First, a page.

Retirees’ Tax Puzzle: Pay Now or Later?

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The majority of retirees pay no federal taxes. But taxes should be a concern for retirees who have retirement savings. That’s because the money they take out of their retirement accounts for living expenses will be treated as federal taxable income. It’s difficult enough to figure out how much money to withdraw – and when. Taxes are a separate but related issue.  

In this blog, we interviewed Michael Kitces, a well-known financial adviser and partner with a Maryland financial firm, who writes the “Nerd’s Eye View” blog. He discusses the basics of navigating the tax code. The challenge facing retirees is to make tax decisions today that will minimize taxes now and in the future.

Question: Do you find that new retirees are surprised by their retirement tax situation?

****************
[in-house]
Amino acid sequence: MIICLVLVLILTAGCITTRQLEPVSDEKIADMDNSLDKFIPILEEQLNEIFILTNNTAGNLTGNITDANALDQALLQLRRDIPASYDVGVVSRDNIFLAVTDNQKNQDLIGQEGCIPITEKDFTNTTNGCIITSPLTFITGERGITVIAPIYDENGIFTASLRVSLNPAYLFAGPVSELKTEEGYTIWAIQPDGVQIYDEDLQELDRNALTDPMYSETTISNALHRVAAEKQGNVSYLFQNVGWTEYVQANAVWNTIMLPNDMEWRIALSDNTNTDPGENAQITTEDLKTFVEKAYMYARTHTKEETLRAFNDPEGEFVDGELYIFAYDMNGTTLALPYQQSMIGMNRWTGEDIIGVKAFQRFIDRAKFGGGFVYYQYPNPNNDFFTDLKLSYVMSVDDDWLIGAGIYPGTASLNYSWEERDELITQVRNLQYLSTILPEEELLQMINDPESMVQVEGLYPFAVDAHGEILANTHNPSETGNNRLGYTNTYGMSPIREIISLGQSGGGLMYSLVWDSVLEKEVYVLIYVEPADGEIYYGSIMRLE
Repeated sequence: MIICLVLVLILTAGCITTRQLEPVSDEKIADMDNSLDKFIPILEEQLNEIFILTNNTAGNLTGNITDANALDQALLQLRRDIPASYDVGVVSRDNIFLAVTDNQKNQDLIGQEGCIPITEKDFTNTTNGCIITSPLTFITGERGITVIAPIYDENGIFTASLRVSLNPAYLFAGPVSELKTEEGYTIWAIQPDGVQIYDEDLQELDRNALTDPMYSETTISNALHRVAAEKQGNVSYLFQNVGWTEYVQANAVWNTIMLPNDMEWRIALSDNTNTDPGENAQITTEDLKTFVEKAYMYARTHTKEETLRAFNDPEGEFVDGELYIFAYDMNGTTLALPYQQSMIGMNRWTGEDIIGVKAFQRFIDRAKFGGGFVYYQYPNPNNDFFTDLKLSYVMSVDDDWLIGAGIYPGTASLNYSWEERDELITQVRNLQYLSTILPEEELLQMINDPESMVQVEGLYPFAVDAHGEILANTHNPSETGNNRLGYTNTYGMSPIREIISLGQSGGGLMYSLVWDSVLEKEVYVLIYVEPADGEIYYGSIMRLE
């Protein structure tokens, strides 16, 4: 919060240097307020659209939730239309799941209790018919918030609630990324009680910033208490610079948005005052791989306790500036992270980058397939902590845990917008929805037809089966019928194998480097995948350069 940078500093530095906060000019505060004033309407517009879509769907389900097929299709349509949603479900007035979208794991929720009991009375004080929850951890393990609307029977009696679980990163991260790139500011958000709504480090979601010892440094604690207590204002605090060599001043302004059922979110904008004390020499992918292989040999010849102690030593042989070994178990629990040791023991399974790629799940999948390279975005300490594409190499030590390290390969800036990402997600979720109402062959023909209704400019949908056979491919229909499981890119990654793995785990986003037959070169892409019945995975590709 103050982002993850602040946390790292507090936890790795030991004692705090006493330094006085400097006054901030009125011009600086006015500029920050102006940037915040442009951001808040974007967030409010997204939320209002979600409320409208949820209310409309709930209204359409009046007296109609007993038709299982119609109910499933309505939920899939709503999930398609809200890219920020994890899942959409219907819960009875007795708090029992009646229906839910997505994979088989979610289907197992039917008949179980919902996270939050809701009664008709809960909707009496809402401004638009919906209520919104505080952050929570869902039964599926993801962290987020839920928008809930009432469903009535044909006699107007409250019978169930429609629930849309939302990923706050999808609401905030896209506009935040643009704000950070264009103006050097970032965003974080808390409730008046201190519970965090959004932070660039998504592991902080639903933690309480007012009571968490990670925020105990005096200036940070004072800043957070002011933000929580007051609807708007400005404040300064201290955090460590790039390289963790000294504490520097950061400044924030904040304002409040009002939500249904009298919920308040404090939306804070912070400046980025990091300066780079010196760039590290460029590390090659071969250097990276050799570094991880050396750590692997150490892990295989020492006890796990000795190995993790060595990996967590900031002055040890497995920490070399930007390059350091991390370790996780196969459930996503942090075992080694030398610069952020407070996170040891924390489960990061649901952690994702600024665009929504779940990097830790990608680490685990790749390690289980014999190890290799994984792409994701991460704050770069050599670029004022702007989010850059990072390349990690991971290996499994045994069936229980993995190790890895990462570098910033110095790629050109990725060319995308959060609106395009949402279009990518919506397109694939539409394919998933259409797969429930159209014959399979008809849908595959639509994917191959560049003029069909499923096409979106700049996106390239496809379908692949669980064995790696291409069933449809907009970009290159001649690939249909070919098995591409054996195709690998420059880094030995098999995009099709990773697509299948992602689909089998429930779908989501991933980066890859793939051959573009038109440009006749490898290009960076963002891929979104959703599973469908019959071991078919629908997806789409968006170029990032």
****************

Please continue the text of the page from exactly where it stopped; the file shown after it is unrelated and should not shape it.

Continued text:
Kitces: It’s usually not even on their radar screen. Pre-tax and post-tax income, different tax buckets – I don’t think most people even think about it once they’re in retirement. That’s why we’re still seeing people who are “surprised” when they turn 70½ and the required minimum distributions (RMDs) begin, and their tax bill gets a whole lot higher. They say, “Why didn’t we plan for this?” We say, “We’ve been recommending you plan for this for years!”

The reality is that while we’re working, we don’t think about taxes a lot – the first time you get your paycheck, you notice the difference between what your boss said you were going to get paid and what you take home. You get over that and then work for 40 years, and you just get used to your after-tax cash flow and lifestyle. But when you get into retirement, you have to think about whether accounts are pretax (traditional 401(k)s and IRAs) or after tax (regular bank accounts) or tax free (Roths), and how to draw them down. There’s nothing natural about it.

Q: You said the top income is $75,300 for married couples who want to remain inside the 15 percent tax bracket, after taking all deductions and exemptions. Isn’t that a fairly high dollar threshold that leaves many retirees in this relatively low tax bracket?